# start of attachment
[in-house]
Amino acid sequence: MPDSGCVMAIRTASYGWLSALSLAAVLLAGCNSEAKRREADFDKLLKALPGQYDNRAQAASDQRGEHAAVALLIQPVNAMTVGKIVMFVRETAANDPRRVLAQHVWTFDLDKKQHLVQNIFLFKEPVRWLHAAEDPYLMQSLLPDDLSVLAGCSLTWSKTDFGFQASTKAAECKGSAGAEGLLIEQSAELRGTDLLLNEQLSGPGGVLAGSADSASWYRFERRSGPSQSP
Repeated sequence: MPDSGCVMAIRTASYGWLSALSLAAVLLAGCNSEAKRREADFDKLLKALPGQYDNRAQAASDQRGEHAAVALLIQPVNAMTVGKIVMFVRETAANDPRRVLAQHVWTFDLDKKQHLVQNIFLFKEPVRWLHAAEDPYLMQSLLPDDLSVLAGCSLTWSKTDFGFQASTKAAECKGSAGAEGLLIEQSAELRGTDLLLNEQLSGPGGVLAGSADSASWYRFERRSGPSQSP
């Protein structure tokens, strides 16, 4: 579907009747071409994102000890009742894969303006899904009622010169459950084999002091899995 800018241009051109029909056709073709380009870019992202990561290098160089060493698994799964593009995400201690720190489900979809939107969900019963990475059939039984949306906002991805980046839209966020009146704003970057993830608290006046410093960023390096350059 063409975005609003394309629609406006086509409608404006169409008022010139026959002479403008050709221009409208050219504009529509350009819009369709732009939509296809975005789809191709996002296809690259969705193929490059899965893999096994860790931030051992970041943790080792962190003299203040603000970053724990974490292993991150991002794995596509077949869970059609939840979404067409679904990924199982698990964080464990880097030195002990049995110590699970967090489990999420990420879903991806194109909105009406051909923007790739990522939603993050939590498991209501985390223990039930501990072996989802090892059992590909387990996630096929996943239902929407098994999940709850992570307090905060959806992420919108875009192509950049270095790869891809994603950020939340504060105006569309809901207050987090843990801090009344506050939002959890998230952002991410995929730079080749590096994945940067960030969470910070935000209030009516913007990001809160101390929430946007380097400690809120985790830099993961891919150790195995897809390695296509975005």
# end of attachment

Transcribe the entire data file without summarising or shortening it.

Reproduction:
[in-house]
Amino acid sequence: MPDSGCVMAIRTASYGWLSALSLAAVLLAGCNSEAKRREADFDKLLKALPGQYDNRAQAASDQRGEHAAVALLIQPVNAMTVGKIVMFVRETAANDPRRVLAQHVWTFDLDKKQHLVQNIFLFKEPVRWLHAAEDPYLMQSLLPDDLSVLAGCSLTWSKTDFGFQASTKAAECKGSAGAEGLLIEQSAELRGTDLLLNEQLSGPGGVLAGSADSASWYRFERRSGPSQSP
Repeated sequence: MPDSGCVMAIRTASYGWLSALSLAAVLLAGCNSEAKRREADFDKLLKALPGQYDNRAQAASDQRGEHAAVALLIQPVNAMTVGKIVMFVRETAANDPRRVLAQHVWTFDLDKKQHLVQNIFLFKEPVRWLHAAEDPYLMQSLLPDDLSVLAGCSLTWSKTDFGFQASTKAAECKGSAGAEGLLIEQSAELRGTDLLLNEQLSGPGGVLAGSADSASWYRFERRSGPSQSP
């Protein structure tokens, strides 16, 4: 579907009747071409994102000890009742894969303006899904009622010169459950084999002091899995 800018241009051109029909056709073709380009870019992202990561290098160089060493698994799964593009995400201690720190489900979809939107969900019963990475059939039984949306906002991805980046839209966020009146704003970057993830608290006046410093960023390096350059 063409975005609003394309629609406006086509409608404006169409008022010139026959002479403008050709221009409208050219504009529509350009819009369709732009939509296809975005789809191709996002296809690259969705193929490059899965893999096994860790931030051992970041943790080792962190003299203040603000970053724990974490292993991150991002794995596509077949869970059609939840979404067409679904990924199982698990964080464990880097030195002990049995110590699970967090489990999420990420879903991806194109909105009406051909923007790739990522939603993050939590498991209501985390223990039930501990072996989802090892059992590909387990996630096929996943239902929407098994999940709850992570307090905060959806992420919108875009192509950049270095790869891809994603950020939340504060105006569309809901207050987090843990801090009344506050939002959890998230952002991410995929730079080749590096994945940067960030969470910070935000209030009516913007990001809160101390929430946007380097400690809120985790830099993961891919150790195995897809390695296509975005």